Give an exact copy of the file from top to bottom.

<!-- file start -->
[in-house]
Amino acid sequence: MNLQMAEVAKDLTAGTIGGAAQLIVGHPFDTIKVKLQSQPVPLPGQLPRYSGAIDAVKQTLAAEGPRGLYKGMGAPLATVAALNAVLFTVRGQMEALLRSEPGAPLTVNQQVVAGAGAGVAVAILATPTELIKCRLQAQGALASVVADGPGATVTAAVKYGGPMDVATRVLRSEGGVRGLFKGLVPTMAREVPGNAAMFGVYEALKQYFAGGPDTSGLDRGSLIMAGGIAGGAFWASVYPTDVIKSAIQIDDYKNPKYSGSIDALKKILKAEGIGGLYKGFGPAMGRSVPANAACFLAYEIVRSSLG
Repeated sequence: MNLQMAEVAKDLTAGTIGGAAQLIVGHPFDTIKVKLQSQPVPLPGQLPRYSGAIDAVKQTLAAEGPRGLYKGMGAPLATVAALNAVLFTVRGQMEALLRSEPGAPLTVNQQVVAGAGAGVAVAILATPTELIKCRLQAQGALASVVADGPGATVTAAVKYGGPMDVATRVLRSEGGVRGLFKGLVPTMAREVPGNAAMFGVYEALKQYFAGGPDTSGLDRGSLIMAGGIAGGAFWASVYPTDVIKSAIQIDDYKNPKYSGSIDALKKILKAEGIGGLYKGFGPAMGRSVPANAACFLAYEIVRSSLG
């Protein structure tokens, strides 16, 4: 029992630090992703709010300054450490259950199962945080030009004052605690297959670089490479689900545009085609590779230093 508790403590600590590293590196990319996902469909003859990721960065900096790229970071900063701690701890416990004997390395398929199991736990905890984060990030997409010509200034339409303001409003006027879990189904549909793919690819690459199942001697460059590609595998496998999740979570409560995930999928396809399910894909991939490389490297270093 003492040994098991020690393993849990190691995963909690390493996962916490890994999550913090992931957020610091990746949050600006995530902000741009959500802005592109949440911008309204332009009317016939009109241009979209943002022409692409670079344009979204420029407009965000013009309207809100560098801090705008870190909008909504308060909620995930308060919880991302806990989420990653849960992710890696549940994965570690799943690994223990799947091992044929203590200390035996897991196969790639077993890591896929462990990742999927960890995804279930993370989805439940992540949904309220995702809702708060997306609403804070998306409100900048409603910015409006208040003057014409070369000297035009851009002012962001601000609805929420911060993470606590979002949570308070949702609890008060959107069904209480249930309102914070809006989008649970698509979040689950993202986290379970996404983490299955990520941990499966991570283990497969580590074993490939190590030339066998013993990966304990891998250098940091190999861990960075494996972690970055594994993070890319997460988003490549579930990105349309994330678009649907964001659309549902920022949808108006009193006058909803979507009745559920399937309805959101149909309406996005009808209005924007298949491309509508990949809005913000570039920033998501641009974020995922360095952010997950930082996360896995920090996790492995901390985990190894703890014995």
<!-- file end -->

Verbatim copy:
[in-house]
Amino acid sequence: MNLQMAEVAKDLTAGTIGGAAQLIVGHPFDTIKVKLQSQPVPLPGQLPRYSGAIDAVKQTLAAEGPRGLYKGMGAPLATVAALNAVLFTVRGQMEALLRSEPGAPLTVNQQVVAGAGAGVAVAILATPTELIKCRLQAQGALASVVADGPGATVTAAVKYGGPMDVATRVLRSEGGVRGLFKGLVPTMAREVPGNAAMFGVYEALKQYFAGGPDTSGLDRGSLIMAGGIAGGAFWASVYPTDVIKSAIQIDDYKNPKYSGSIDALKKILKAEGIGGLYKGFGPAMGRSVPANAACFLAYEIVRSSLG
Repeated sequence: MNLQMAEVAKDLTAGTIGGAAQLIVGHPFDTIKVKLQSQPVPLPGQLPRYSGAIDAVKQTLAAEGPRGLYKGMGAPLATVAALNAVLFTVRGQMEALLRSEPGAPLTVNQQVVAGAGAGVAVAILATPTELIKCRLQAQGALASVVADGPGATVTAAVKYGGPMDVATRVLRSEGGVRGLFKGLVPTMAREVPGNAAMFGVYEALKQYFAGGPDTSGLDRGSLIMAGGIAGGAFWASVYPTDVIKSAIQIDDYKNPKYSGSIDALKKILKAEGIGGLYKGFGPAMGRSVPANAACFLAYEIVRSSLG
């Protein structure tokens, strides 16, 4: 029992630090992703709010300054450490259950199962945080030009004052605690297959670089490479689900545009085609590779230093 508790403590600590590293590196990319996902469909003859990721960065900096790229970071900063701690701890416990004997390395398929199991736990905890984060990030997409010509200034339409303001409003006027879990189904549909793919690819690459199942001697460059590609595998496998999740979570409560995930999928396809399910894909991939490389490297270093 003492040994098991020690393993849990190691995963909690390493996962916490890994999550913090992931957020610091990746949050600006995530902000741009959500802005592109949440911008309204332009009317016939009109241009979209943002022409692409670079344009979204420029407009965000013009309207809100560098801090705008870190909008909504308060909620995930308060919880991302806990989420990653849960992710890696549940994965570690799943690994223990799947091992044929203590200390035996897991196969790639077993890591896929462990990742999927960890995804279930993370989805439940992540949904309220995702809702708060997306609403804070998306409100900048409603910015409006208040003057014409070369000297035009851009002012962001601000609805929420911060993470606590979002949570308070949702609890008060959107069904209480249930309102914070809006989008649970698509979040689950993202986290379970996404983490299955990520941990499966991570283990497969580590074993490939190590030339066998013993990966304990891998250098940091190999861990960075494996972690970055594994993070890319997460988003490549579930990105349309994330678009649907964001659309549902920022949808108006009193006058909803979507009745559920399937309805959101149909309406996005009808209005924007298949491309509508990949809005913000570039920033998501641009974020995922360095952010997950930082996360896995920090996790492995901390985990190894703890014995």